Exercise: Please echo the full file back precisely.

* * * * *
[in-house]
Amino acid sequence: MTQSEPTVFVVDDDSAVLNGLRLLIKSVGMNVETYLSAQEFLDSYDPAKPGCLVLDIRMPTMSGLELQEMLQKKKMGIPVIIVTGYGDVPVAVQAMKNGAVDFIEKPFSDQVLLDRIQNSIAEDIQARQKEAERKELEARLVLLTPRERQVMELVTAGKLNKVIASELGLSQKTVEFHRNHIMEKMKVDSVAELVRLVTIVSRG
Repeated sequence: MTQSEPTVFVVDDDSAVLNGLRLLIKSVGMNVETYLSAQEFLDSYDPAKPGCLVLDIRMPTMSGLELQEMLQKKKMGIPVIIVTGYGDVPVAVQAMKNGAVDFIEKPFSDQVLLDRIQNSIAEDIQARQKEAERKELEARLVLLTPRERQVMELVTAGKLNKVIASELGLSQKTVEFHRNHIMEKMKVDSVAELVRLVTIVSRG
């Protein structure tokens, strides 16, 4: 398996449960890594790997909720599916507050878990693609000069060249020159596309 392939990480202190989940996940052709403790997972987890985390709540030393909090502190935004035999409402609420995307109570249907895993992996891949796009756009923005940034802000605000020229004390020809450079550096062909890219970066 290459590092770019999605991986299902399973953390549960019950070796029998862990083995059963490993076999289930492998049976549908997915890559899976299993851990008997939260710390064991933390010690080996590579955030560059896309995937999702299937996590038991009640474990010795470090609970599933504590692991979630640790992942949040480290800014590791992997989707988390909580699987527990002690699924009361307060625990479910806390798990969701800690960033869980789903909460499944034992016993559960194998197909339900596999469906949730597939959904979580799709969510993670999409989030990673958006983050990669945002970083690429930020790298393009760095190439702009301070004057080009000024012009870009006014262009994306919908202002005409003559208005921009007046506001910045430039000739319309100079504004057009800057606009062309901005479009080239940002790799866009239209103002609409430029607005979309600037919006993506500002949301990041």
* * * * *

[in-house]
Amino acid sequence: MTQSEPTVFVVDDDSAVLNGLRLLIKSVGMNVETYLSAQEFLDSYDPAKPGCLVLDIRMPTMSGLELQEMLQKKKMGIPVIIVTGYGDVPVAVQAMKNGAVDFIEKPFSDQVLLDRIQNSIAEDIQARQKEAERKELEARLVLLTPRERQVMELVTAGKLNKVIASELGLSQKTVEFHRNHIMEKMKVDSVAELVRLVTIVSRG
Repeated sequence: MTQSEPTVFVVDDDSAVLNGLRLLIKSVGMNVETYLSAQEFLDSYDPAKPGCLVLDIRMPTMSGLELQEMLQKKKMGIPVIIVTGYGDVPVAVQAMKNGAVDFIEKPFSDQVLLDRIQNSIAEDIQARQKEAERKELEARLVLLTPRERQVMELVTAGKLNKVIASELGLSQKTVEFHRNHIMEKMKVDSVAELVRLVTIVSRG
């Protein structure tokens, strides 16, 4: 398996449960890594790997909720599916507050878990693609000069060249020159596309 392939990480202190989940996940052709403790997972987890985390709540030393909090502190935004035999409402609420995307109570249907895993992996891949796009756009923005940034802000605000020229004390020809450079550096062909890219970066 290459590092770019999605991986299902399973953390549960019950070796029998862990083995059963490993076999289930492998049976549908997915890559899976299993851990008997939260710390064991933390010690080996590579955030560059896309995937999702299937996590038991009640474990010795470090609970599933504590692991979630640790992942949040480290800014590791992997989707988390909580699987527990002690699924009361307060625990479910806390798990969701800690960033869980789903909460499944034992016993559960194998197909339900596999469906949730597939959904979580799709969510993670999409989030990673958006983050990669945002970083690429930020790298393009760095190439702009301070004057080009000024012009870009006014262009994306919908202002005409003559208005921009007046506001910045430039000739319309100079504004057009800057606009062309901005479009080239940002790799866009239209103002609409430029607005979309600037919006993506500002949301990041």